Alex Wild, Research Director at the TaxPayer’s Alliance, is the latest expert to highlight the impracticality of the British tax relief system. Many feel he has a point when he says, “How can HMRC be expected to administer Britain’s chaotic tax system if politicians keep passing so much legislation?” But there’s much more than an interesting point at stake here.
HMRC hoist by their own petard
Apparently even HMRC themselves are finding it a challenge to keep the system running smoothly, and its increasing complexities are only making things worse. It’s no real surprise when George Osborne’s Finance Bill for 2013 alone ran to an exhausting 646 pages… and while only five Finance Acts have ever run to more than 600 pages, the current coalition is responsible for three of them. It looks like Mr Osborne’s talk of a simpler tax system is exactly that: all talk and no action, all mouth and no trousers.
It’s bad enough that HMRC themselves find their own system a nightmare to run. Imagine what it’s like for ordinary self employed people and small companies? As Alex Wild says:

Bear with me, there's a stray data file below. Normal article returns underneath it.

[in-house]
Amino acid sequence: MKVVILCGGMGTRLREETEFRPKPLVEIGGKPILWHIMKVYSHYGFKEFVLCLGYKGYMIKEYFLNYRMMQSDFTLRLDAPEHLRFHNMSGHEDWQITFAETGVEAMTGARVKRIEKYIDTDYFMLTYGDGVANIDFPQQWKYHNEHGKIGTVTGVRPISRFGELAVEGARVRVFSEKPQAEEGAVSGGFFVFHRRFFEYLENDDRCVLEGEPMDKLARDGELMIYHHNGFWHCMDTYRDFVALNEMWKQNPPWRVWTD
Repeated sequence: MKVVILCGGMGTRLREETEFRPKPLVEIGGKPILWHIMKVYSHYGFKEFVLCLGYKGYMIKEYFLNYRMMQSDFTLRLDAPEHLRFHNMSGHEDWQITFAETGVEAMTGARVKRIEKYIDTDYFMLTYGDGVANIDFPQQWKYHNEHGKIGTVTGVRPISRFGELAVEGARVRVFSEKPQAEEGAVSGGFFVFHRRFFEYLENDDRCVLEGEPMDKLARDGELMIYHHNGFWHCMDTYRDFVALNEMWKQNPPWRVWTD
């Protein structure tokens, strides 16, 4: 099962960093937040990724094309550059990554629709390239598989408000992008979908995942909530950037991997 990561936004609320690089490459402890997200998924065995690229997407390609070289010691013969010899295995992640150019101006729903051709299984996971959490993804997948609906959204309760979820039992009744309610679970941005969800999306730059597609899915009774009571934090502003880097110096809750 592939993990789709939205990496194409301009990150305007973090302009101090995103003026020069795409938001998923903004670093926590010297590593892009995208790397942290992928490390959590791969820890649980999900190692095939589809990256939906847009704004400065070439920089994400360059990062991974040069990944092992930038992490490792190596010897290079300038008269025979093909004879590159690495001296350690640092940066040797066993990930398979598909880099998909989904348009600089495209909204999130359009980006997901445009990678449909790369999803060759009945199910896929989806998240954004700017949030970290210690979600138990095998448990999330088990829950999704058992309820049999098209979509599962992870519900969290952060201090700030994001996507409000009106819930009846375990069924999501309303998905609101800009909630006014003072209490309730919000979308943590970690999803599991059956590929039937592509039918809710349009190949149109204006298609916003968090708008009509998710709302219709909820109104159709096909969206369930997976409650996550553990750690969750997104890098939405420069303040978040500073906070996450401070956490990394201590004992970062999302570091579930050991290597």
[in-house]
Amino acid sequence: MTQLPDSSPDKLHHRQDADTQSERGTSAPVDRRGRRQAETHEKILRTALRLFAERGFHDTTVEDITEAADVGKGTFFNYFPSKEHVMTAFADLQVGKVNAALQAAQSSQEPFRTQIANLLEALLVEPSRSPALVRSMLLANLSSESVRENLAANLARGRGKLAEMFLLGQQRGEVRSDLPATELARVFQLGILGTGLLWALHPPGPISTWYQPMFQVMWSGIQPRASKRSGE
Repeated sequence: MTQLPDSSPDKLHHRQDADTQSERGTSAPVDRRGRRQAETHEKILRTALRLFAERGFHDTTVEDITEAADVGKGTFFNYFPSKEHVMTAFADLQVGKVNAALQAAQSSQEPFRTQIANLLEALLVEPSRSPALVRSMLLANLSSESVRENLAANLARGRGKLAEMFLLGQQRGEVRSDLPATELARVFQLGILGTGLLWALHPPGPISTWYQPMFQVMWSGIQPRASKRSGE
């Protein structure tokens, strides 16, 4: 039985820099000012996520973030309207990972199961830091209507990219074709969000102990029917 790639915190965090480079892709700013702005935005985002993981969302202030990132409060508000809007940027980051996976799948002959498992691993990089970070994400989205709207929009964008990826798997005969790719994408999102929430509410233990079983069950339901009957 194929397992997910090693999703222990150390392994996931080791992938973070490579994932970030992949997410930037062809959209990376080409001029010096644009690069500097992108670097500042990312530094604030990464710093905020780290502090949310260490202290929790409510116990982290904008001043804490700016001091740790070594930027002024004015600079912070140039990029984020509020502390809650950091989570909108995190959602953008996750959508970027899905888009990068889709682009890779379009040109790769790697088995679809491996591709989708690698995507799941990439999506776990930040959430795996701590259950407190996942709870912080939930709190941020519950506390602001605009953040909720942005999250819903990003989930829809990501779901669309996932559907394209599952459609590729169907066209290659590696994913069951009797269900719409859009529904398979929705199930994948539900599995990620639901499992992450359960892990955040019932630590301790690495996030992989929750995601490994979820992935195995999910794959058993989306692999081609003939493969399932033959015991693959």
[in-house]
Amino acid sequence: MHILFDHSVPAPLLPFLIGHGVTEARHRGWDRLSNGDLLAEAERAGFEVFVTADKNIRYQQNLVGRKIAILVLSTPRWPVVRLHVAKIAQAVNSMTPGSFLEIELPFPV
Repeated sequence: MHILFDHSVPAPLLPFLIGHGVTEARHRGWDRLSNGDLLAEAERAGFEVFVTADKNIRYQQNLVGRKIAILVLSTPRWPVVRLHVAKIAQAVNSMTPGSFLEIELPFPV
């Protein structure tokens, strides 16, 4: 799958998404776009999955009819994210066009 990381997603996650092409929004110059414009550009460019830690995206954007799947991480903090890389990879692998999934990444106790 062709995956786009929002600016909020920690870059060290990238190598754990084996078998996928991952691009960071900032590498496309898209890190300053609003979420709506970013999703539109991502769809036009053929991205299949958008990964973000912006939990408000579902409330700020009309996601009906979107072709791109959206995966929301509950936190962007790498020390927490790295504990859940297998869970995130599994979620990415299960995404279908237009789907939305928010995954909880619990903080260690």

“The problem is that administrating this mess is a daunting task. Earlier this year, the Public Accounts Committee said the Treasury and HMRC are unable to cope with the demands of managing the ever-growing list of tax reliefs. The Office of Tax Simplification (OTS) currently lists 1,140 on its website and next week’s Autumn Statement could well add to that number. While an OTS report led to the abolition of 43 reliefs in 2011, 134 more have been added since.
VAT reliefs are potentially the most difficult to tackle politically. The government would struggle to justify ending the zero-rating for VAT on supplies to build new homes, given the exorbitant cost of housing, even if it did raise the extra £8bn HMRC says it would. Others are downright daft – why is no VAT levied on cream gateaux but 20 per cent is levied on ice cream gateaux?”
The National Audit Office’s report into HMRC’s tax relief management is damning, labelled “inconsistent and fragmented” and claiming the tax man is unacceptably slow to react to abuses of the system. Talk about being hoist by your own petard!
Can the 2020 Tax Commission fix it? Only if politicians butt out
On the bright side, the 2020 Tax Commission has suggested a simpler, flatter system. Let’s hope Britain moves towards it instead of making the existing system ever-more complex. It’s about time politicians stopped churning out so much legislation, which urely isn’t the only way to make the system work better.
What do you think? Feel free to comment!